Battleground Georgia: Future of 2nd Amendment hinges on Jan. 5 Senate races


An advertisement for re-electing Georgia Sen. David Perdue pictures anti-gun New York Sen. Charles Schumer, whose remark is not going over well with Georgia conservatives. (Screen snip, YouTube, Purdue advertisement)

Perhaps even General Sherman’s march through Georgia couldn’t match the political battle shaping up in the Peach State as Republican Senators Kelly Loeffler and David Perdue try to fend off challenges by two Democrats who are getting major support, financially and politically.

But it might not be the best help, considering New York Sen. Charles Schumer’s unpopularity down south with his gun control history and a recent statement that will come back to haunt Democrat challengers Raphael Warnock and Jon Ossoff.

According to Fox News, last week Schumer declared in the wake of the national elections, “Now we take Georgia. Then, we change America.”

That remark is not going over well with conservative Georgians.

Neither is Warnock’s past association with the Rev. Jeremiah Wright, who infamously declared during a video sermon, “God d—n America.” In or out of context, the phrase clings to the controversial minister.

Loeffler is reportedly characterizing Warnock as a “radical’s radical” with a “socialist agenda,” Fox News reported.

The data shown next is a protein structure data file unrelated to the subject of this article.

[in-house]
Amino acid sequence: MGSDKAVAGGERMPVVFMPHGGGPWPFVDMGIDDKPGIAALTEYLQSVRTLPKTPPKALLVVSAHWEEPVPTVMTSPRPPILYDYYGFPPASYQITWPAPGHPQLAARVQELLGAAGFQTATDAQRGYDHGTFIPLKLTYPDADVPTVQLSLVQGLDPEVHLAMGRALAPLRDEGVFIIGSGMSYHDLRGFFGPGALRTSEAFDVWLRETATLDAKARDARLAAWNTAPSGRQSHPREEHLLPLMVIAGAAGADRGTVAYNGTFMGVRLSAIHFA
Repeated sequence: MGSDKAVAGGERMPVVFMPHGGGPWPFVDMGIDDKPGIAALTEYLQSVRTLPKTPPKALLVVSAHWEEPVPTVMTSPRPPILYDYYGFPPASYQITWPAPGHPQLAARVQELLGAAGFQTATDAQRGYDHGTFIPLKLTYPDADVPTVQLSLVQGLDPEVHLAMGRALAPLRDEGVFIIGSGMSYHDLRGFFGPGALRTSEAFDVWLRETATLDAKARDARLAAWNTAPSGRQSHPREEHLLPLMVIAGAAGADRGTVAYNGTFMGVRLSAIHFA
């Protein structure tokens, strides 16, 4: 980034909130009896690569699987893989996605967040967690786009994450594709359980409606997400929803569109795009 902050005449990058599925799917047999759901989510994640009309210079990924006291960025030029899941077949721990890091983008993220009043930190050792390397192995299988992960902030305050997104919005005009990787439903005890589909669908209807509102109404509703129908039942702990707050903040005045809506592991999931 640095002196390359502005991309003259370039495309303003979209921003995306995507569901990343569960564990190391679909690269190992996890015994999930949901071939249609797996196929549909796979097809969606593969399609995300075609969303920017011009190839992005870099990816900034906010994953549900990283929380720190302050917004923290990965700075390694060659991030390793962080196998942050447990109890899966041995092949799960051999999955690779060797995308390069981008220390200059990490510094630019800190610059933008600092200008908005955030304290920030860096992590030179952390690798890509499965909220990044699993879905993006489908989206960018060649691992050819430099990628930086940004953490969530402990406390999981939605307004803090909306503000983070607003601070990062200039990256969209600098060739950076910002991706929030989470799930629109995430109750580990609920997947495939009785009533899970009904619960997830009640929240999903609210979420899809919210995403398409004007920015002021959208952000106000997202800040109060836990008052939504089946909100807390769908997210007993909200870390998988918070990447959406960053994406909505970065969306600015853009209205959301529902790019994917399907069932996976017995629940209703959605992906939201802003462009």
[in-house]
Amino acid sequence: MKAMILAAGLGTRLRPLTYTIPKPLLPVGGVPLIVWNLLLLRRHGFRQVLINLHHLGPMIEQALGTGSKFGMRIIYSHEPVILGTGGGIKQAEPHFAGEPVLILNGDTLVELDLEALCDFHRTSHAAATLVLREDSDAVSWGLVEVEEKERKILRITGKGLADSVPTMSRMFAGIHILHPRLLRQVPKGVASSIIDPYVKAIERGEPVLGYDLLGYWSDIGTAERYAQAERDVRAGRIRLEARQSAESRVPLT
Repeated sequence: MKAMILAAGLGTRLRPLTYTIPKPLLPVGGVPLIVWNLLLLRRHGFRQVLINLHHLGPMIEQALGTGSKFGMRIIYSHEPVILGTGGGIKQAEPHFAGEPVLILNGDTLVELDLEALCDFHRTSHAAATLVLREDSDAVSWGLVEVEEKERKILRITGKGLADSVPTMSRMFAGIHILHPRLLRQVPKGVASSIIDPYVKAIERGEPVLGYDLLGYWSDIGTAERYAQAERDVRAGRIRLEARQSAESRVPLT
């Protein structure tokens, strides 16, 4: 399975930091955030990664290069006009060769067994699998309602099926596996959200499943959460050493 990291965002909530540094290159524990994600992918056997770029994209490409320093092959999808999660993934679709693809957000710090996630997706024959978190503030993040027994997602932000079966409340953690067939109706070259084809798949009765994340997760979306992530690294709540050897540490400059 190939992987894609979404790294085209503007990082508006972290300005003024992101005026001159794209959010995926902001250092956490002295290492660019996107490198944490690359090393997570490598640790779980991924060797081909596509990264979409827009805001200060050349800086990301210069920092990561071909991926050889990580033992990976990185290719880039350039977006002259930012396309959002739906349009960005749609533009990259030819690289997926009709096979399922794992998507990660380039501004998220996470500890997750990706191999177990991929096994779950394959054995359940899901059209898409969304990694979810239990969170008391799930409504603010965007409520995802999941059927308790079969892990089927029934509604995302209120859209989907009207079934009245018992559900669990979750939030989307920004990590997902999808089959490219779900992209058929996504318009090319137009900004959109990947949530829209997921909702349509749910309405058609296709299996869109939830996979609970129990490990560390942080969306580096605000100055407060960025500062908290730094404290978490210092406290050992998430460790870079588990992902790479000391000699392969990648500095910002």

Meanwhile, Perdue is linking Ossoff with Schumer and House Speaker Nancy Pelosi, another top Democrat who is not popular down south. According to a separate Fox News report, a Perdue advertisement states, “You heard him. Chuck Schumer is trying to use Georgia to take the Senate majority and radically change America…The Schumer, Pelosi, Ossoff change? Defund police. Voting rights for illegal immigrants. Washington, D.C. as the 51st state.” It’s the kind of rhetoric likely to bring Georgia conservatives out of the woodwork.

And hiding in the weeds is the gun rights battle. Without GOP control of the U.S. Senate—which hinges on Perdue and Loeffler winning re-election—Schumer and other Senate anti-gunners from the Northeast will move swiftly to push the Joe Biden gun control agenda into law.

On Nov. 3, Perdue defeated Ossoff narrowly by a 49.7 to 48 percent tally. Warnock came out ahead of Loeffler 32.9 percent to 25.9 percent, so they must have a runoff because nobody cracked the 50 percent threshold.

Loeffler may be able to consolidate Republican votes in the runoff, but Warnock can count on that from Democrats who voted for a different candidate in the packed field prior to the general election. The race could be close as a result, and Democrats want a majority or at least a 50-50 tie in the Senate, with Kamala Harris providing the tie-breaking vote. The special election is Jan. 5, and between now and then, observers are anticipating a grueling political fight over the two Senate seats.

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